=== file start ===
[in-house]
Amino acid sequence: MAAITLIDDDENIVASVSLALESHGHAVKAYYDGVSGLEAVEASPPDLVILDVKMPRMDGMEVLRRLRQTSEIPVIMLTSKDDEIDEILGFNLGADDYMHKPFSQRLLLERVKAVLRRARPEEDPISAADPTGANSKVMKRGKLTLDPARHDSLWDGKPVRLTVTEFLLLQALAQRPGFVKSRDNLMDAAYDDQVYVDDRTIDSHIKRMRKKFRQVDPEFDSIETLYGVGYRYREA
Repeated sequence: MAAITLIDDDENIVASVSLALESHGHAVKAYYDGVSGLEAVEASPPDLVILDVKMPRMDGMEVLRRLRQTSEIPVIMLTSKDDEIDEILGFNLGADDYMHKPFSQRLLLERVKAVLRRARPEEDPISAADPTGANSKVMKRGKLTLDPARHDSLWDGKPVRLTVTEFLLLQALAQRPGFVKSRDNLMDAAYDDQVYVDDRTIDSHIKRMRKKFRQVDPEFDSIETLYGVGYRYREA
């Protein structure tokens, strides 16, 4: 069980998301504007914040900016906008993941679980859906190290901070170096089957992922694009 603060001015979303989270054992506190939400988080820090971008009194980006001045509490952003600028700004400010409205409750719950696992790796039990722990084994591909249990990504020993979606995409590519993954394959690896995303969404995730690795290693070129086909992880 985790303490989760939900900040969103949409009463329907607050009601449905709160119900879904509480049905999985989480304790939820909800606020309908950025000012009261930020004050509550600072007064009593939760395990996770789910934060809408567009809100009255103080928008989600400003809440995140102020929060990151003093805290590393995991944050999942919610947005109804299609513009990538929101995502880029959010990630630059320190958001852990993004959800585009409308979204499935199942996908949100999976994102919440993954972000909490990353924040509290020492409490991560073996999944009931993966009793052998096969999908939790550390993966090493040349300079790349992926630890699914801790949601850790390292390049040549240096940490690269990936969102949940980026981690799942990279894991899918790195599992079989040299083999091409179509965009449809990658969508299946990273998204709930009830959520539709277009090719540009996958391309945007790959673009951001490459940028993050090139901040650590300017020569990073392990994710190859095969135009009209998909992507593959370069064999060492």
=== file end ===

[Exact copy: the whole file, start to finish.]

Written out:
[in-house]
Amino acid sequence: MAAITLIDDDENIVASVSLALESHGHAVKAYYDGVSGLEAVEASPPDLVILDVKMPRMDGMEVLRRLRQTSEIPVIMLTSKDDEIDEILGFNLGADDYMHKPFSQRLLLERVKAVLRRARPEEDPISAADPTGANSKVMKRGKLTLDPARHDSLWDGKPVRLTVTEFLLLQALAQRPGFVKSRDNLMDAAYDDQVYVDDRTIDSHIKRMRKKFRQVDPEFDSIETLYGVGYRYREA
Repeated sequence: MAAITLIDDDENIVASVSLALESHGHAVKAYYDGVSGLEAVEASPPDLVILDVKMPRMDGMEVLRRLRQTSEIPVIMLTSKDDEIDEILGFNLGADDYMHKPFSQRLLLERVKAVLRRARPEEDPISAADPTGANSKVMKRGKLTLDPARHDSLWDGKPVRLTVTEFLLLQALAQRPGFVKSRDNLMDAAYDDQVYVDDRTIDSHIKRMRKKFRQVDPEFDSIETLYGVGYRYREA
């Protein structure tokens, strides 16, 4: 069980998301504007914040900016906008993941679980859906190290901070170096089957992922694009 603060001015979303989270054992506190939400988080820090971008009194980006001045509490952003600028700004400010409205409750719950696992790796039990722990084994591909249990990504020993979606995409590519993954394959690896995303969404995730690795290693070129086909992880 985790303490989760939900900040969103949409009463329907607050009601449905709160119900879904509480049905999985989480304790939820909800606020309908950025000012009261930020004050509550600072007064009593939760395990996770789910934060809408567009809100009255103080928008989600400003809440995140102020929060990151003093805290590393995991944050999942919610947005109804299609513009990538929101995502880029959010990630630059320190958001852990993004959800585009409308979204499935199942996908949100999976994102919440993954972000909490990353924040509290020492409490991560073996999944009931993966009793052998096969999908939790550390993966090493040349300079790349992926630890699914801790949601850790390292390049040549240096940490690269990936969102949940980026981690799942990279894991899918790195599992079989040299083999091409179509965009449809990658969508299946990273998204709930009830959520539709277009090719540009996958391309945007790959673009951001490459940028993050090139901040650590300017020569990073392990994710190859095969135009009209998909992507593959370069064999060492």